Original Research ARTICLE
Understanding degassing pathways along the 1886 Tarawera (New Zealand) volcanic fissure by combining soil and lake CO2 fluxes
- 1University of Bristol, United Kingdom
- 2GNS Science, New Zealand
- 3Earth Observatory of Singapore, Singapore
- 4Johannes Gutenberg University Mainz, Germany
- 5Other, New Zealand
The 1886 eruption of Tarawera, New Zealand, produced a ~17 km long fissure across the Tarawera Volcanic Complex (TVC), Lake Rotomahana (LR), and the Waimangu Geothermal System (WGS). We combine new soil CO2 flux and isotope measurements of TVC with previous data from LR and WGS to fingerprint the CO2 source, understand the current pathways for degassing, and quantify the CO2 released along the entire fissure. The total CO2 emissions from the fissure are 1227 t·d-1 (742–3398 t·d-1). The CO2 flux from WGS and LR is far higher than from TVC (>549 vs. ~4 t·d-1 CO2), likely influenced by a shallow silicic body at depth and caldera rim faults increasing permeability at the southern end of the fissure. Highly localised regions of high CO2 flux occur along the fissure and are likely caused by cross-cutting faults that focus the flow. One of these areas occurs in the TVC, which is emitting ~1 t·d-1 CO2 with a δ13CO2 of -5.5 ± 0.5 ‰, and comparison with previous observations shows that activity is declining over time. Future CO2 flux surveys could be compared to this baseline survey to understand changes in volcanic activity.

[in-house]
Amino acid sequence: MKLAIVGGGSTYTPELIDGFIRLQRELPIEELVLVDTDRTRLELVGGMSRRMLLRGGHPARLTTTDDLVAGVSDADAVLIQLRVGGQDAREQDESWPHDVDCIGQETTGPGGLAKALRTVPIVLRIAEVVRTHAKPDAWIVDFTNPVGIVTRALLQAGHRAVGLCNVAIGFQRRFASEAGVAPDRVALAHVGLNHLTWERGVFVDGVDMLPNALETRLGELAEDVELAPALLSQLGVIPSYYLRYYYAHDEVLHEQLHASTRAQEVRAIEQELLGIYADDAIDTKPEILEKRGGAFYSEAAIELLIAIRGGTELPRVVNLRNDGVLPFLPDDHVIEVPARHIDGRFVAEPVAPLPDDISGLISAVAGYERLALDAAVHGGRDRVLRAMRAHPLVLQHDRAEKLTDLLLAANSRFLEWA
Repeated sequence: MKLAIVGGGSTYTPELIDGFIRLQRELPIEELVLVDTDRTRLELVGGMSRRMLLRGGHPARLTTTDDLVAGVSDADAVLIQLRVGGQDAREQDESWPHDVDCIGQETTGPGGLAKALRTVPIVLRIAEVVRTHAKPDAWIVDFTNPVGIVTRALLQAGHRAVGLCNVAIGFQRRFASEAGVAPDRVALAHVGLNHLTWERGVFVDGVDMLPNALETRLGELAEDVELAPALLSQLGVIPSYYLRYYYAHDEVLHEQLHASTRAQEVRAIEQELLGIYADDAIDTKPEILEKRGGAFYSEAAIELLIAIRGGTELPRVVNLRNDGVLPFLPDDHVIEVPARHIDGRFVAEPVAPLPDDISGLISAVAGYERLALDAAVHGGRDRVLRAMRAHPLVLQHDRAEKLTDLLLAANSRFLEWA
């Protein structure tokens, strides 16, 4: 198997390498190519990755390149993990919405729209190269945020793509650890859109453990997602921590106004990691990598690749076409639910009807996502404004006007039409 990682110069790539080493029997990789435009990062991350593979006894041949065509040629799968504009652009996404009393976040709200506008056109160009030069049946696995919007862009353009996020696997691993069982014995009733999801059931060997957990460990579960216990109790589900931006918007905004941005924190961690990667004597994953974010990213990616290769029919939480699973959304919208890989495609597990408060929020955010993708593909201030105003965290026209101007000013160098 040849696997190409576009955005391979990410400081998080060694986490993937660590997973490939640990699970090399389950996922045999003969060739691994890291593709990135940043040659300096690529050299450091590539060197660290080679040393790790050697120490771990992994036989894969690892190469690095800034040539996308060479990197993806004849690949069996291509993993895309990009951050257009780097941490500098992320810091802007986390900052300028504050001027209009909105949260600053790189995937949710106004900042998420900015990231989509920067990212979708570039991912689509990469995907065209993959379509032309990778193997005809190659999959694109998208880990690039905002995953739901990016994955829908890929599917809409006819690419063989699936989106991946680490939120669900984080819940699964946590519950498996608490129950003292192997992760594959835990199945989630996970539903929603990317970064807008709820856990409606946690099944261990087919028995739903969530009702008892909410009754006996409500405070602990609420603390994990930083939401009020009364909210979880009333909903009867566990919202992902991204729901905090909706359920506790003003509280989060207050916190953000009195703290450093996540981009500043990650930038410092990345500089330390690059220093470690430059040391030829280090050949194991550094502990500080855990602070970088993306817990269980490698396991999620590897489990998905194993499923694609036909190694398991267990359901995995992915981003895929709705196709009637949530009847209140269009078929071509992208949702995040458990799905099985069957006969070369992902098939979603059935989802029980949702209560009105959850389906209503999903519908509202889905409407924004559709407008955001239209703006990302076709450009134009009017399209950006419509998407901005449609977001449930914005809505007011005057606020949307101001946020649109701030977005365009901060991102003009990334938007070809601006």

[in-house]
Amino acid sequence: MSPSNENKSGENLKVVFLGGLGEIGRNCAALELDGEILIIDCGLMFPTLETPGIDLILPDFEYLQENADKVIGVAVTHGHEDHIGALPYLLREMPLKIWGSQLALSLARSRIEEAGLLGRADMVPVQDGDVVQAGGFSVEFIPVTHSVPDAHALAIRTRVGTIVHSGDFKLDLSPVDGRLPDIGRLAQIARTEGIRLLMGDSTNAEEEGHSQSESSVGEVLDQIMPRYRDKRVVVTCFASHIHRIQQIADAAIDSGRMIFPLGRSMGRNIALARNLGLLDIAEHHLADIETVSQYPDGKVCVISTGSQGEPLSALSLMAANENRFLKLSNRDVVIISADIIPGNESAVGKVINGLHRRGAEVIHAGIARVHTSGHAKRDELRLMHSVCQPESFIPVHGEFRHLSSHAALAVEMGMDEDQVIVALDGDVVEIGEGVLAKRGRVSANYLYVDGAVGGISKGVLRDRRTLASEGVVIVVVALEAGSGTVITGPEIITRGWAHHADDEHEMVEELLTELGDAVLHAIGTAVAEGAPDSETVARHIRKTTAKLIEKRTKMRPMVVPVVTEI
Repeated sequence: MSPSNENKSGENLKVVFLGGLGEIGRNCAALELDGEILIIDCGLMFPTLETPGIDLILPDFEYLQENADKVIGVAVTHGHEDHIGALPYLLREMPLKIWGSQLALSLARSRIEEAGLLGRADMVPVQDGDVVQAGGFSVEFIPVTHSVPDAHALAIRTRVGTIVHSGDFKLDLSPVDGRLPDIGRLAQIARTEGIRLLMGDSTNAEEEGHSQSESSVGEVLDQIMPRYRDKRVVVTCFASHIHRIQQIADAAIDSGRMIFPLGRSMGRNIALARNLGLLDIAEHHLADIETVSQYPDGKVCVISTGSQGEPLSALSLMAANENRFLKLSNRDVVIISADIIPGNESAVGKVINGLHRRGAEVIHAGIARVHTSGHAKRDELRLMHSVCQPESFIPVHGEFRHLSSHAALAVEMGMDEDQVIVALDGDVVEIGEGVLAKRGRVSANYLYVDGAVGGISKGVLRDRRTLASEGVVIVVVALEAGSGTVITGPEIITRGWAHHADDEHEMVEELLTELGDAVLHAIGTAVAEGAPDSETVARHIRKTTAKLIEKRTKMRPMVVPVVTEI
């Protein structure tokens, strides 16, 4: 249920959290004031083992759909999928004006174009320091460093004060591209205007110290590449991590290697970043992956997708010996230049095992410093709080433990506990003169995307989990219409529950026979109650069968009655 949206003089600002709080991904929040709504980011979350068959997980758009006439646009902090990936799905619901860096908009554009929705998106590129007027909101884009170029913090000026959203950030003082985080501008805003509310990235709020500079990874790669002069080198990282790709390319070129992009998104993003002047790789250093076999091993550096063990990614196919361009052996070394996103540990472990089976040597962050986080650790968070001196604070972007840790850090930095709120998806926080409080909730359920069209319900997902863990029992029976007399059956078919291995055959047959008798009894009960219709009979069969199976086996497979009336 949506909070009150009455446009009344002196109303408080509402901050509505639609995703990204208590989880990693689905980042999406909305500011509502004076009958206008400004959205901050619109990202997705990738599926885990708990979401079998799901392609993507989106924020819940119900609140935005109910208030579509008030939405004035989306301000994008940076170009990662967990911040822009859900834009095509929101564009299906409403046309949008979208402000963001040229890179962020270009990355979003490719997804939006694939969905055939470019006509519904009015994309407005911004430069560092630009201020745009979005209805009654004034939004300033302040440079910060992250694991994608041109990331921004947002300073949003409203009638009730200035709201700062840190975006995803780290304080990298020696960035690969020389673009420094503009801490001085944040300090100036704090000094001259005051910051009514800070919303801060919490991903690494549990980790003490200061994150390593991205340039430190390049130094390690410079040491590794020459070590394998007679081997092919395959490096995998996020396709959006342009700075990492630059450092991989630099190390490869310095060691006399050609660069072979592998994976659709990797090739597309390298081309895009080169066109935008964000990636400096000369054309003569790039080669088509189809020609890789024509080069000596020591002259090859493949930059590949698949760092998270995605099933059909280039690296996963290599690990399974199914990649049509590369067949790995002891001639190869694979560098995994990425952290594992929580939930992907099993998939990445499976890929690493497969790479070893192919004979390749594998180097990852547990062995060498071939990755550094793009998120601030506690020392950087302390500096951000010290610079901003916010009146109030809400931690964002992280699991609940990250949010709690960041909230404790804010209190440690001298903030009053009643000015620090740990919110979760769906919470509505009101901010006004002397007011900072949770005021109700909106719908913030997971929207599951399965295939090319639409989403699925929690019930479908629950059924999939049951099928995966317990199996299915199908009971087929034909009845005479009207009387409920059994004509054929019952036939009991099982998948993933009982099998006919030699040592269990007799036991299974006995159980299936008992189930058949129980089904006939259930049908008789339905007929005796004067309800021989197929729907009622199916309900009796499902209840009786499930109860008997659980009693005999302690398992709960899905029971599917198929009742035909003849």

Keywords: Tarawera, Waimangu, Rotomahana, CO2 flux, Carbon isotopes (δ 13C), Volcano degassing, Gas permeability
Received: 25 May 2019;
Accepted: 24 Sep 2019.
Copyright: © 2019 Hughes, Mazot, Kilgour, Asher, Michelini, Britten, Chardot, Feisel and Werner. This is an open-access article distributed under the terms of the Creative Commons Attribution License (CC BY). The use, distribution or reproduction in other forums is permitted, provided the original author(s) and the copyright owner(s) are credited and that the original publication in this journal is cited, in accordance with accepted academic practice. No use, distribution or reproduction is permitted which does not comply with these terms.
* Correspondence: Dr. Ery C. Hughes, University of Bristol, Bristol, United Kingdom, firstname.lastname@example.org